ARDUINO

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Arduino is an open-source physical computing platform based on a simple input/output (I/O) board and a development environment that implements the Processing language. Arduino can be used to develop standalone interactive objects or can be connected to software on your computer.

WHAT CAN YOU DO WITH ARDUINO?

HARDWARE/SOFTWARE INTERACTION

Arduino is composed of two major parts: the Arduino board, which is the piece of hardware you work on when you build your objects; and the Arduino IDE, the piece of software you run on your computer. You use the IDE to create a sketch (a little computer program) that you upload to the Arduino board. The sketch tells the board what to do.

EXAMPLE OF PROJECTS

Example_of_projects

ARDUINO BASICS

Get your Arduino board and link it to your software

There are several types of Arduino boards. Once you have chosen which board you want to work with, plug it to your laptop via USB. For your software to communicate with your board properly, it needs to understand which board it is sending information to.

Go to "tools" > "boards", and select so right board so that your software recognizes it.

Board.png

You also need to define which port is used for the information to be transfered. Port generally include bluetooth and USB entries.

Go to "tools" > "port", and select the right port for your laptop to communicate with your board.

Port.png

Ports start at zero, then 1, 2, 3, etc... In the example above, the port number is port number 2. (Maybe you don't need to know this at this stage, but keep it in mind, it might come in handy later)

Upload your sketch to the software

A really nice thing about Arduino is that they have a bunch of sketches (codes) that you can just directly upload from the software. Here we'll upload to our file a basic sketch to make an LED blink.

Go to File ---> Examples ---> Basics --->Blink

/*
  Blink
  Turns on an LED on for one second, then off for one second, repeatedly.
 
  Most Arduinos have an on-board LED you can control. On the Uno and
  Leonardo, it is attached to digital pin 13. If you're unsure what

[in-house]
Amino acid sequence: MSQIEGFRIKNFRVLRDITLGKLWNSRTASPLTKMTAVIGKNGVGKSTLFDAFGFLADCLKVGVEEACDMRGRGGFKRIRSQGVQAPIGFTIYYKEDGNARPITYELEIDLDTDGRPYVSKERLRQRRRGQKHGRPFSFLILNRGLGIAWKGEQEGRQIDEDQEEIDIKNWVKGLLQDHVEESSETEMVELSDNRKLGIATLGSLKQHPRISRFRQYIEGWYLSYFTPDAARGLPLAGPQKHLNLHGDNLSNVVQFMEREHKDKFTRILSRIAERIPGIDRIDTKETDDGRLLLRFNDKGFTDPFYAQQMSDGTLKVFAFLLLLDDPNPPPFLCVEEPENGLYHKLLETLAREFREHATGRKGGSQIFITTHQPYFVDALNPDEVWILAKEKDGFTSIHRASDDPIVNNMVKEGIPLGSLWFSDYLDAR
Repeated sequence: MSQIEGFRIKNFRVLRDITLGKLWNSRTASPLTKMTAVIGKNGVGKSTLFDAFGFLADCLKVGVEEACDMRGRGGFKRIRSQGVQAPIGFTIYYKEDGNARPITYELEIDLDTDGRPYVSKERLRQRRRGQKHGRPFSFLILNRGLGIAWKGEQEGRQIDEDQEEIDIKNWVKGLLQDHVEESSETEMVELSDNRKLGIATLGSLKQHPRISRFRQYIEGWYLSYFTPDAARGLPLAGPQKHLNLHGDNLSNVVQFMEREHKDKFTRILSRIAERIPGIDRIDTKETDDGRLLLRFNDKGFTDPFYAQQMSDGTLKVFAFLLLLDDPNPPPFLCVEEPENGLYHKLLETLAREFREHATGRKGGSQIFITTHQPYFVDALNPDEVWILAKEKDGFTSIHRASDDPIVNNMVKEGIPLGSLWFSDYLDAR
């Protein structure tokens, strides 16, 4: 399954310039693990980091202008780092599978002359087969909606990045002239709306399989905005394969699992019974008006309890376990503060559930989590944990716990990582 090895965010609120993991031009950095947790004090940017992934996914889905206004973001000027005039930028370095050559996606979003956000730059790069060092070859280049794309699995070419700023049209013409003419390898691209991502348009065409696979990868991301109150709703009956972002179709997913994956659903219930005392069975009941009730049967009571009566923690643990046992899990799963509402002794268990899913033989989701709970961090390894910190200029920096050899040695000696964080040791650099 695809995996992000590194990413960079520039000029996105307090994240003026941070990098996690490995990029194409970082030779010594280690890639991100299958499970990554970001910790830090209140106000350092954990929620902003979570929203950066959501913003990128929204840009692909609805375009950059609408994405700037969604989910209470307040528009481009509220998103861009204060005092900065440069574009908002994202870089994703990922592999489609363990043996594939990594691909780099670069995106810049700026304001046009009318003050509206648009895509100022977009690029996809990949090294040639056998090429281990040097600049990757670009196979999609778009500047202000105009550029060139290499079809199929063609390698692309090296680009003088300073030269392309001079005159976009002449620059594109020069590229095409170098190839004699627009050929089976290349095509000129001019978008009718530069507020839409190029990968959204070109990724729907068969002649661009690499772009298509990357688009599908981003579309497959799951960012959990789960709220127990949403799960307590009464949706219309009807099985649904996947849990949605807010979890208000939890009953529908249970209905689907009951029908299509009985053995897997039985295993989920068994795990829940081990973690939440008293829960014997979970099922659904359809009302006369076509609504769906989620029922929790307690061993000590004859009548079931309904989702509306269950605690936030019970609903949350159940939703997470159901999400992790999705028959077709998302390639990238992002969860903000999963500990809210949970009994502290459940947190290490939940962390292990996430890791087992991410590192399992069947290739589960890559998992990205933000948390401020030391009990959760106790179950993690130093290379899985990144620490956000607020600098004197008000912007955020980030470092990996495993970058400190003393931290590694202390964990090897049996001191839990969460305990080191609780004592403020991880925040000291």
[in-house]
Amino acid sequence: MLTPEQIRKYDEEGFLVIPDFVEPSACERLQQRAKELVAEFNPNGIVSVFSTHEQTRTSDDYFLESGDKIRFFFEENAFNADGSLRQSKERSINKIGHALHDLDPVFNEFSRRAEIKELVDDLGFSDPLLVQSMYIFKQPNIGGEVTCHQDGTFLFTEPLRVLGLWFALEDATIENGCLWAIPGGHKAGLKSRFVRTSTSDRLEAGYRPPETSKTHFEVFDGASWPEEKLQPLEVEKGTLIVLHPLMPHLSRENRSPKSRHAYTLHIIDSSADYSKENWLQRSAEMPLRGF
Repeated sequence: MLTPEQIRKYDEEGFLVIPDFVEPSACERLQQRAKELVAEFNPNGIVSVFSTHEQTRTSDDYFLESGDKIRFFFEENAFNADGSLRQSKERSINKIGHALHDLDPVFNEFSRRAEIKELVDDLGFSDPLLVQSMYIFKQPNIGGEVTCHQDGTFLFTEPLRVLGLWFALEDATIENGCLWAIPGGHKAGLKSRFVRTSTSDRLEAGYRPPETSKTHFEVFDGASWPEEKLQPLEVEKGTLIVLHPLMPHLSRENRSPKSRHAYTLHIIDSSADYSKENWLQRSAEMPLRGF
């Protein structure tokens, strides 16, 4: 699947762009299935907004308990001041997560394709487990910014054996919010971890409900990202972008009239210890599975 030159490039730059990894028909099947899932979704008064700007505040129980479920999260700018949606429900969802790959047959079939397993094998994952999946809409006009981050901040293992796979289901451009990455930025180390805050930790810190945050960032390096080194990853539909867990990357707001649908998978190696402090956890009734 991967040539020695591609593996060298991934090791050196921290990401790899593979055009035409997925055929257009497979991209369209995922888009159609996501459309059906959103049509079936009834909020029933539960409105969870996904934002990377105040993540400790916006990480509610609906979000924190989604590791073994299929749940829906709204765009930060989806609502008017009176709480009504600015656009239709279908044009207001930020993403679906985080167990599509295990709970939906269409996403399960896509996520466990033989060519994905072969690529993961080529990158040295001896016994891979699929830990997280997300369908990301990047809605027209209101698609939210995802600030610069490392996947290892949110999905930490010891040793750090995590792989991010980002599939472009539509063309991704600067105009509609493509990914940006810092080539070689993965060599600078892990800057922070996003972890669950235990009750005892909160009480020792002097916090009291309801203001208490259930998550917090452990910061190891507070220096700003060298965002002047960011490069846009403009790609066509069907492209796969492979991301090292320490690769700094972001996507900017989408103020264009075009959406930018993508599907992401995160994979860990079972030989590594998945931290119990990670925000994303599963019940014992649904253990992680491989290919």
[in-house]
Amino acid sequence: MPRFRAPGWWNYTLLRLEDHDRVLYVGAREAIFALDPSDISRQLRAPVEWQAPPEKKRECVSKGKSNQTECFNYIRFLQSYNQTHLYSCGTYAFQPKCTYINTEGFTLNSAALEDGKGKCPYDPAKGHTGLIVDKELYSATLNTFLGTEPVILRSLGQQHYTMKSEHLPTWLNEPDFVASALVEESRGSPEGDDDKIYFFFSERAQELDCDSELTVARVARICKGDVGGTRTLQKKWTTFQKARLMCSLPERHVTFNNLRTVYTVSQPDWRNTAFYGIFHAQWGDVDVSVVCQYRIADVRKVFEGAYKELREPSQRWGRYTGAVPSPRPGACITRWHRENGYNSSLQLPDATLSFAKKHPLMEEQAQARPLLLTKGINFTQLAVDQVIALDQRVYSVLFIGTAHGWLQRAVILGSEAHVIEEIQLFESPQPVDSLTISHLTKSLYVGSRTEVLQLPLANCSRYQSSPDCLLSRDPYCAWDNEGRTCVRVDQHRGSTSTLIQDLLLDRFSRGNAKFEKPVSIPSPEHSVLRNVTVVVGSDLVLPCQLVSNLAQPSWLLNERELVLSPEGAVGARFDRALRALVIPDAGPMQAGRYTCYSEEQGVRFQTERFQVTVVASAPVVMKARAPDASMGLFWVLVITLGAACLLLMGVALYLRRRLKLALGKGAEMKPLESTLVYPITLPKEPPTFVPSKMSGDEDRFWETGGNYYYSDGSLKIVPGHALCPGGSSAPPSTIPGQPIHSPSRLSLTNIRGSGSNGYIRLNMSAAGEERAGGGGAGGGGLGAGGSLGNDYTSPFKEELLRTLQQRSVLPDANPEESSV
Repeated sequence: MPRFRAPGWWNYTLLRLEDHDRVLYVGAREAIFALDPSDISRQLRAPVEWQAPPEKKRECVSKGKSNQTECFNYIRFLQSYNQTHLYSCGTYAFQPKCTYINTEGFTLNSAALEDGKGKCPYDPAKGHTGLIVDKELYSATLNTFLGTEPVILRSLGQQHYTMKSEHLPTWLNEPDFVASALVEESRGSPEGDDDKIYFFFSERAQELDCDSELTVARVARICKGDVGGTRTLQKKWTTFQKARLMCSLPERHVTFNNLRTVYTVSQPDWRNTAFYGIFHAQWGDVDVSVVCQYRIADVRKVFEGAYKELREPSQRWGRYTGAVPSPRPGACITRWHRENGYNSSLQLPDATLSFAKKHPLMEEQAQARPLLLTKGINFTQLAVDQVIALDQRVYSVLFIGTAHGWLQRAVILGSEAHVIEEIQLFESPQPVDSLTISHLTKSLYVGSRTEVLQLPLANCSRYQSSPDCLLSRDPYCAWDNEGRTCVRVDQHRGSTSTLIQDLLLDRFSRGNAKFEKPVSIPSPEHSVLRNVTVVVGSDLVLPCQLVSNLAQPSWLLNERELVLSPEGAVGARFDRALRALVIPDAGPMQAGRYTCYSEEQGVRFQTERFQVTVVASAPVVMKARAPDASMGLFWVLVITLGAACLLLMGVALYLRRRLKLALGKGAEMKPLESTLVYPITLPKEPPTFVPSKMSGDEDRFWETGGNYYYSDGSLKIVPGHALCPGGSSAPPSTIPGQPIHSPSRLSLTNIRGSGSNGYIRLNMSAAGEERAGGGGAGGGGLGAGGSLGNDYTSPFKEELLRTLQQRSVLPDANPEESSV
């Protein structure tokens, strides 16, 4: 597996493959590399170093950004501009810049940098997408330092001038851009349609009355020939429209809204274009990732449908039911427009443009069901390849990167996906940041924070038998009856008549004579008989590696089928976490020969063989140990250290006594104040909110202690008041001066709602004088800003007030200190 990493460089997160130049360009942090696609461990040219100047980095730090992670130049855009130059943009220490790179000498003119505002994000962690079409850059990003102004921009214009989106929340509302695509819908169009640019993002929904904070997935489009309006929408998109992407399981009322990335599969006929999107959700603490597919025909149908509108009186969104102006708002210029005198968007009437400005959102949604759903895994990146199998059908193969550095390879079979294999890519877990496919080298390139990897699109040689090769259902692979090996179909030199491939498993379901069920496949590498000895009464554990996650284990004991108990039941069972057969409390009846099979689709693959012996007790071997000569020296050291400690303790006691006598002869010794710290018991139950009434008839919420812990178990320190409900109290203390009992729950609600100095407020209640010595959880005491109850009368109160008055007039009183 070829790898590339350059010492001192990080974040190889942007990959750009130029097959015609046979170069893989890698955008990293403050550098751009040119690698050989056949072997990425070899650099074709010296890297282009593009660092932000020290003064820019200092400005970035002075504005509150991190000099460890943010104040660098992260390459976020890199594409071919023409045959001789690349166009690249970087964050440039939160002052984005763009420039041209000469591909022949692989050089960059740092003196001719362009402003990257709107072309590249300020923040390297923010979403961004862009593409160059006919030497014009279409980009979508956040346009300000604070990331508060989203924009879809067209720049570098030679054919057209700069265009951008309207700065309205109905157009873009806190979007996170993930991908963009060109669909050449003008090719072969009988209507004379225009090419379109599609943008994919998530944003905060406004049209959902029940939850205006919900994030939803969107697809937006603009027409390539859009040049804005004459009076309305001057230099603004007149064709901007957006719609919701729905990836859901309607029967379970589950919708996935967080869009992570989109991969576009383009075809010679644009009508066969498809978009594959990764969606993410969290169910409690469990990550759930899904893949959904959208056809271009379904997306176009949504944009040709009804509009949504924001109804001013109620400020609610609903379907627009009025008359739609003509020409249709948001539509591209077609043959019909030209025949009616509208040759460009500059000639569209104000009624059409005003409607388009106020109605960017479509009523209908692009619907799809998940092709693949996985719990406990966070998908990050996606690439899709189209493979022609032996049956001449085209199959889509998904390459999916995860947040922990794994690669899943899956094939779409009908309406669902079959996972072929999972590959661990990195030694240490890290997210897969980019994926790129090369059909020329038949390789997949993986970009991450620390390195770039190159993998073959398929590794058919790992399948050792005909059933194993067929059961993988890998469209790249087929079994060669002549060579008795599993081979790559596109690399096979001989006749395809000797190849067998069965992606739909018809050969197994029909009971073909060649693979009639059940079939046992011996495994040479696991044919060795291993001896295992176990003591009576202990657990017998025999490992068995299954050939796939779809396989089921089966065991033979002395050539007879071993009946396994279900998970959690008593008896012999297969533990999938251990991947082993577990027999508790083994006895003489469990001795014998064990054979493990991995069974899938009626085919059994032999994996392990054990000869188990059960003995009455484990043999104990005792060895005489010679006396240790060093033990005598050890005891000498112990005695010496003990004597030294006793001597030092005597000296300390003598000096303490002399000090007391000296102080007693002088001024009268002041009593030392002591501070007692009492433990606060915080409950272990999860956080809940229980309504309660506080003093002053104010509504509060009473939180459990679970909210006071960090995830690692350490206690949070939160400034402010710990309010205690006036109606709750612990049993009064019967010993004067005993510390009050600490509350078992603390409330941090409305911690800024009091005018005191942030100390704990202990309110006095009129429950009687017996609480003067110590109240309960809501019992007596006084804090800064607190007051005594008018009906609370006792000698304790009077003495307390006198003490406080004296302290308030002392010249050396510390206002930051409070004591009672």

pin the on-board LED is connected to on your Arduino model, check
  the documentation at http://www.arduino.cc
 
  This example code is in the public domain.
 
  modified 8 May 2014
  by Scott Fitzgerald
 */
 
 
// the setup function runs once when you press reset or power the board
void setup() {
  // initialize digital pin 13 as an output.
  pinMode(13, OUTPUT);
}
 
// the loop function runs over and over again forever
void loop() {
  digitalWrite(13, HIGH);   // turn the LED on (HIGH is the voltage level)
  delay(1000);              // wait for a second
  digitalWrite(13, LOW);    // turn the LED off by making the voltage LOW
  delay(1000);              // wait for a second
}

GOOOD! So this code should be in your file now... lets dissect it.

  • the //lines are commented out, meaning they are not read by the machine. It's a way to be able to write little comments to explain your code without it interfering with the actual code.
  • to comment out several lines or a paragraphe, you can use /* commented out paragraph */

Void Set Up/ Void Loop

You'll notice that your code is divided into 2 parts, the void Setup, and the void Loop. You can read in the commented out section that the setup function runs once when you press reset or power the board, while the loop function runs over and over again forever.

SENDING THE CODE TO THE ARDUINO

Compile your sketch

To compile your code means to verify it. Since this one was written for you, there are very few chance that the compiler reacts. Once you start writing your own codes, compiling will help you see where errors might be situated. Always compile your code before uploading them to your board.

Click on the upper left button that looks like a tick symbole.

Compile.png

Observe the messages appearing in the bottom of the Arduino software window.
(there should be a sentence saying Done Compiling when the file has compiled into your board)

Lets upload this

All you need now is to upload this code to your board.

Upload.png

And you should now have a Blinking aka Flashing LED on board.

Arduino-LED-Overview.jpg

OK, so your Arduino flickers, that was a Hello World!'

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HARWARE

Arduino-uno.png

Circuit green.png

CIRCUIT MAKING

In the "circuit making" section, you’ll find all the resources to understand what it means to build a circuit through which electricity -- and your code -- are going to exist. You can find the basic electronic knowledge you need to get started with your project.

Basic components and their use

Resistors

Capacitors

COMPONENTS YOU CAN USE FOR YOUR PROJECTS

An overview of all components/hardware, that you can use while making your project with arduino. Use this list to get inspired, slide down for more technicities.

MOTORS AND DRIVERS

SENSORS


ARDUINO AND SOUND


ARDUINO AND VISUALS

EXTRA RESOURCE